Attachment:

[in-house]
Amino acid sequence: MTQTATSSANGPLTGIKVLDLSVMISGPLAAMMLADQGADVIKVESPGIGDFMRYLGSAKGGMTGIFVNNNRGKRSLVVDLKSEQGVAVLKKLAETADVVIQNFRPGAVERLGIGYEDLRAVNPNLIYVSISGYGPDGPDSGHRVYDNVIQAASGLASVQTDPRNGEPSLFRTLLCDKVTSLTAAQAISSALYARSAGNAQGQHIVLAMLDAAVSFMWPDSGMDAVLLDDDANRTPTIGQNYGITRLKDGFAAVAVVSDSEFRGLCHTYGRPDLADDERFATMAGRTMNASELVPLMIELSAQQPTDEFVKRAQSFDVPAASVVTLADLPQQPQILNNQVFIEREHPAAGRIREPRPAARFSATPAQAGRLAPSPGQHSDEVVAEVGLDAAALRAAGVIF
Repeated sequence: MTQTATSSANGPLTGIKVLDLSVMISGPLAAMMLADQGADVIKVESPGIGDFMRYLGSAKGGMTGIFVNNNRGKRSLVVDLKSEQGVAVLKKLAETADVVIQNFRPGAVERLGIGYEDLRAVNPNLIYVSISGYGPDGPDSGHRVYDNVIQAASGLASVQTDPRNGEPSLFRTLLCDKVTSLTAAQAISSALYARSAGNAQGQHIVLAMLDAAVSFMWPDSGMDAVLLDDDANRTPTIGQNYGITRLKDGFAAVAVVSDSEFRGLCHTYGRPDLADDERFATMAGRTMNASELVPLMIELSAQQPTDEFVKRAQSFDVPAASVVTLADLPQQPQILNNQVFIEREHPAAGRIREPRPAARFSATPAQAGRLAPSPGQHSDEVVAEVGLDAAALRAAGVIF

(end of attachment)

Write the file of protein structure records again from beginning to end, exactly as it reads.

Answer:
[in-house]
Amino acid sequence: MTQTATSSANGPLTGIKVLDLSVMISGPLAAMMLADQGADVIKVESPGIGDFMRYLGSAKGGMTGIFVNNNRGKRSLVVDLKSEQGVAVLKKLAETADVVIQNFRPGAVERLGIGYEDLRAVNPNLIYVSISGYGPDGPDSGHRVYDNVIQAASGLASVQTDPRNGEPSLFRTLLCDKVTSLTAAQAISSALYARSAGNAQGQHIVLAMLDAAVSFMWPDSGMDAVLLDDDANRTPTIGQNYGITRLKDGFAAVAVVSDSEFRGLCHTYGRPDLADDERFATMAGRTMNASELVPLMIELSAQQPTDEFVKRAQSFDVPAASVVTLADLPQQPQILNNQVFIEREHPAAGRIREPRPAARFSATPAQAGRLAPSPGQHSDEVVAEVGLDAAALRAAGVIF
Repeated sequence: MTQTATSSANGPLTGIKVLDLSVMISGPLAAMMLADQGADVIKVESPGIGDFMRYLGSAKGGMTGIFVNNNRGKRSLVVDLKSEQGVAVLKKLAETADVVIQNFRPGAVERLGIGYEDLRAVNPNLIYVSISGYGPDGPDSGHRVYDNVIQAASGLASVQTDPRNGEPSLFRTLLCDKVTSLTAAQAISSALYARSAGNAQGQHIVLAMLDAAVSFMWPDSGMDAVLLDDDANRTPTIGQNYGITRLKDGFAAVAVVSDSEFRGLCHTYGRPDLADDERFATMAGRTMNASELVPLMIELSAQQPTDEFVKRAQSFDVPAASVVTLADLPQQPQILNNQVFIEREHPAAGRIREPRPAARFSATPAQAGRLAPSPGQHSDEVVAEVGLDAAALRAAGVIF